Five Gold Rings (of success)
11th December 2020
Starting, running and growing any business can require a massive mental physical and financial commitment. Many new skills have to be developed outside the owner’s core area of competence – with mistakes along the way being part of the learning process.
In the lead up to Christmas I want to share Five Gold Rings related to practical issues that Oasis Europe has encountered in the course of completing over 450 business sales. While I would hope that most of these will at least ring bells with you it is often good to be reminded of them.
These are intended to influence the way you think rather than create more ‘things to do’.
1 The brown envelope
When you get up in the morning think what the worst piece of news that could be in an envelope on your desk when you get to work. Then think through how you and your colleagues can plan to avoid it happening. It may be the loss of a major customer or supplier or a production breakdown etc. Planning will have the twin benefit of reducing the chance of it happening and also minimising its impact if it does.
It wasn’t raining when Noah built the Ark
2 The past is no guide to the future
If it was successful stock market investment would be easy rather than the reality that it is more akin to watching a drunk in the middle of a field and guessing in which direction he will take his next step. This principle is particularly relevant today with everyone having to work out what ‘The New Economy’ means for their business.
Never let yesterday use up too much of today – Will Rogers
3 Make yourself redundant
Successful businesses are run by people who are good at their own jobs and have the ability to work as a team. Unfortunately, some owners continue to make all decisions as they do not believe that others would take the right options. This often results in the best managers leaving in frustration and those that remain having titles and remuneration packages that assume they are responsible for major decisions when in fact they have become overpaid clerks / supervisors. Spend time finding and developing those that will push you and then allow them enough rope to make decisions for which they are accountable.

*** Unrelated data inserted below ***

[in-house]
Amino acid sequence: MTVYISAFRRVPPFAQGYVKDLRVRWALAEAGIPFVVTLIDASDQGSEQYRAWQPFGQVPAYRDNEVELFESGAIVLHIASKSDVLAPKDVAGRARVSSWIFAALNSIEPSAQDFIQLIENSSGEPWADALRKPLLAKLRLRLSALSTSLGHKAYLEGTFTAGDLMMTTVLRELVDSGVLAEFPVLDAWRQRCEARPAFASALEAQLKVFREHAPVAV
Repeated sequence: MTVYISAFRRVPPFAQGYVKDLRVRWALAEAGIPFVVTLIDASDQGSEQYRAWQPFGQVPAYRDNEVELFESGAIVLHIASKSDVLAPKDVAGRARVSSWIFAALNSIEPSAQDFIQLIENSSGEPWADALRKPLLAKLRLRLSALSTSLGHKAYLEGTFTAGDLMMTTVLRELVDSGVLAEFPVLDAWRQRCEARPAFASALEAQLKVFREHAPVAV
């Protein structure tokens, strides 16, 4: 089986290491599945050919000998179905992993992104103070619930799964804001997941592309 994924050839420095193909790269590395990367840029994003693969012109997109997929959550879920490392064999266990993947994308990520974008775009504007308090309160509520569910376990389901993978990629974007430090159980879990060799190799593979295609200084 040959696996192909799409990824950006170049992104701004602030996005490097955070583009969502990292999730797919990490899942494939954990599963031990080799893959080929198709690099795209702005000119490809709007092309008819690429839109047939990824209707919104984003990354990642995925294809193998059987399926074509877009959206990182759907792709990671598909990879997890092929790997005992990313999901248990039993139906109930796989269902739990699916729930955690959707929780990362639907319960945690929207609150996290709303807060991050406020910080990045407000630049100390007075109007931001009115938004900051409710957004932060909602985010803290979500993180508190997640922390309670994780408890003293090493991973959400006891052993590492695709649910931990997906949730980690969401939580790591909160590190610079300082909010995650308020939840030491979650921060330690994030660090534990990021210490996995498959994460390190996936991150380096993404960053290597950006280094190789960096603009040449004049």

Those with torches hand them on – Plato
There are often a number of areas in which a business can grow – maybe geographically, extension to the product/service range, new legs to be added to the business etc. These should be analysed and concentration should be placed on the strategy believed most likely to be successful with a time line and achievement goals set. Many organisations try to expand in too many ways at the same time with the dilution in resources and efforts leading to an overall lack of success.
Diamonds are only lumps of coal that stuck to their job
5 Where is the value?
In the current economic climate it is particularly important that owners ask themselves the basic question – why do people buy our product or service? Is it price, technical spec, quality, speed of production, comprehensive range, stock availability, geographic location etc etc. Then you need to be quite clear about what value you add to the process and ensure that you are justifying an acceptable margin in sales to each customer. Now is the time to weed out those customers who have low volumes, constant special requests but insist on the cheapest price. With many businesses having severely trimmed staffing and overheads in 2020, it is the ideal time to reset in terms of customer relationships and trading terms.
It is not the price that matters but what you get for that price
To end with our own philosophy when it comes to achieving success I quote US President Calvin Coolidge –
Nothing in this world can take the place of persistence. Talent will not, nothing is more common than unsuccessful men with talent. Genius will not. Unrewarded genius is almost a proverb. Education will not – the world is full of educated derelicts. Persistence and determination alone are omnipotent. The slogan ‘press on’ has solved and will always solve the problems of the human race.